The government's commitment to a fundamental shift in the relationship between higher education and business was reinforced at a skills launch on Tuesday.
Charles Clarke, secretary of state for education and skills, told an audience of leading UK employers in London's County Hall that e-skills were the bedrock of the economy and skills shortages were a long-term threat to a thriving culture.
While the content of courses was a matter for universities not the government, he said there was a need for all courses to include an overview of information technology. He said the knowledge would equip graduates for the IT culture in the workplace.
Mr Clarke emphasised the need for a better fit between research and employment and the role of two-year vocational degrees in "upskilling" the workforce. "There has to be a fundamentally different relationship between education and employers," he said.
Mr Clarke presented Sector Skills Council licences to e-skills UK, the employers' body for the IT, telecommunications and contact centre sectors, and the Science, Engineering and Manufacturing Technologies Alliance.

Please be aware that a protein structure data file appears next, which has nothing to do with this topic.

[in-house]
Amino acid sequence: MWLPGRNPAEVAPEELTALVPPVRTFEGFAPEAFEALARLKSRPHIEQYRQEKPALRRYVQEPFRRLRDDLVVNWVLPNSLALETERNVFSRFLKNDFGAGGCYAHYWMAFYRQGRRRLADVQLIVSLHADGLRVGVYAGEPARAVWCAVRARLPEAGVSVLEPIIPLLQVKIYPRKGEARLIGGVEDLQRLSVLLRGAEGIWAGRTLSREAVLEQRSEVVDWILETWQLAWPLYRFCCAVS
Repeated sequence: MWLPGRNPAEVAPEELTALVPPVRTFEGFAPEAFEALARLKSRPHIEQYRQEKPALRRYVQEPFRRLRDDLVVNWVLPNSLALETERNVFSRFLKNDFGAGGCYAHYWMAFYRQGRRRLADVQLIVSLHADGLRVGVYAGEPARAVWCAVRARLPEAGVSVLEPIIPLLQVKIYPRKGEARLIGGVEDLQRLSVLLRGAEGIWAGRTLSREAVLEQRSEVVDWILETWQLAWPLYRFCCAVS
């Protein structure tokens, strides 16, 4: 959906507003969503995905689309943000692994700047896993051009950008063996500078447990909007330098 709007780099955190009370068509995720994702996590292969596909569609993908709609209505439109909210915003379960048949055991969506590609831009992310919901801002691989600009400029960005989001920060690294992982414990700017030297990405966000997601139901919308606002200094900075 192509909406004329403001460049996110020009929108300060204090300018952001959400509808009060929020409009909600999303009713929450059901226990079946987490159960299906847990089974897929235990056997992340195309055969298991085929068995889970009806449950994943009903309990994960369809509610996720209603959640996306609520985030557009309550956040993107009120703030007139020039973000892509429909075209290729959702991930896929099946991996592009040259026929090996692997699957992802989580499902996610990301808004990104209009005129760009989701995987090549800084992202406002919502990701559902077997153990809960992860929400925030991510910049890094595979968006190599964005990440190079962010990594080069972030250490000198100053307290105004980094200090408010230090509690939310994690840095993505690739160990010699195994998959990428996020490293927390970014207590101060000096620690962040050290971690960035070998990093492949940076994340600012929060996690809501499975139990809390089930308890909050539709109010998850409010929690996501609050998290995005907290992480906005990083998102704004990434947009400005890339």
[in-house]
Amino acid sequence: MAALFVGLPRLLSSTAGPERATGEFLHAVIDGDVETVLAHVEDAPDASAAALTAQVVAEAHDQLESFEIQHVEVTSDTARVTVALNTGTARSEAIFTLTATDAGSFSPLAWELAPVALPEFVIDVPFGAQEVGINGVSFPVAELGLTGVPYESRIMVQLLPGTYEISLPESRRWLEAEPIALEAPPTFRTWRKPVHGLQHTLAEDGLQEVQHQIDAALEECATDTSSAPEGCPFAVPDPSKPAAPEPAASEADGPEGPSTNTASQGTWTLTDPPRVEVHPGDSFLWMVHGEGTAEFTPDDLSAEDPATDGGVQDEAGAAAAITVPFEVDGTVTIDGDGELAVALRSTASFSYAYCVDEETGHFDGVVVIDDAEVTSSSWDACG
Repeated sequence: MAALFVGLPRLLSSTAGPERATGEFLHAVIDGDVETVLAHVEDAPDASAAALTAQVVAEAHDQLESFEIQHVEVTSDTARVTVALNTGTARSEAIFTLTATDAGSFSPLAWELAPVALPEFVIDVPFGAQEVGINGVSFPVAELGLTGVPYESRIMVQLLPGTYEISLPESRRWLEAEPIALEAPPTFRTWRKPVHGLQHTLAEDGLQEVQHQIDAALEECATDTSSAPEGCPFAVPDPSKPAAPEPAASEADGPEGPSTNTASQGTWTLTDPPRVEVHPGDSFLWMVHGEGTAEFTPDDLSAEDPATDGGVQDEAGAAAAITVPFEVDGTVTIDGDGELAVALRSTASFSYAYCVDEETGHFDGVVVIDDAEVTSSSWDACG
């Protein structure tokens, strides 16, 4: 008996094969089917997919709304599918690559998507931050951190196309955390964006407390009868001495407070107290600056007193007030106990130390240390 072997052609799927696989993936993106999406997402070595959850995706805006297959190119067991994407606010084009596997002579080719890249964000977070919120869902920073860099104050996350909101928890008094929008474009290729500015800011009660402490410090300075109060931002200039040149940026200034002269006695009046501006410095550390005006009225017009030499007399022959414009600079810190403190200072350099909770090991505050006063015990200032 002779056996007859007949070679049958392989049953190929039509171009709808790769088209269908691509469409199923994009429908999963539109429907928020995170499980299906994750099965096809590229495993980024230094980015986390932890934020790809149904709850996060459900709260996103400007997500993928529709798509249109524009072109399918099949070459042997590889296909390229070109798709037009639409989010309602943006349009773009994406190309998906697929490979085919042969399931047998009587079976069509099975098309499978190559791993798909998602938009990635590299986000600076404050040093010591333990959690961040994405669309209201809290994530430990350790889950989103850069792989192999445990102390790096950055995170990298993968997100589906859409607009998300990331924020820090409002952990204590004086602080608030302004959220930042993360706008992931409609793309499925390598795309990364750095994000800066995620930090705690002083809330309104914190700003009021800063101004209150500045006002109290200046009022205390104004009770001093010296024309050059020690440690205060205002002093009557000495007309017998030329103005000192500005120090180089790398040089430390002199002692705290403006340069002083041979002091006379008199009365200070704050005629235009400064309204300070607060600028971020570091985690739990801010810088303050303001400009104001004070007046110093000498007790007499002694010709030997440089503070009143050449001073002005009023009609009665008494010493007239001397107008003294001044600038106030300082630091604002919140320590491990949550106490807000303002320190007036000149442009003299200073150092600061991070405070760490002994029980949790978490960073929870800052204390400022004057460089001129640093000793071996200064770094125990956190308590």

He said SSCs would be vital in identifying the skills challenges of the economy and forming partnerships with industry to address them.
• The first steps towards a shared skills strategy for London were taken last week with the announcement of a programme to tackle skills shortages in the health and construction industries.
The London Framework for Regional Employment and Skills Action aims to match employment and skills programmes with the needs of Londoners and employers.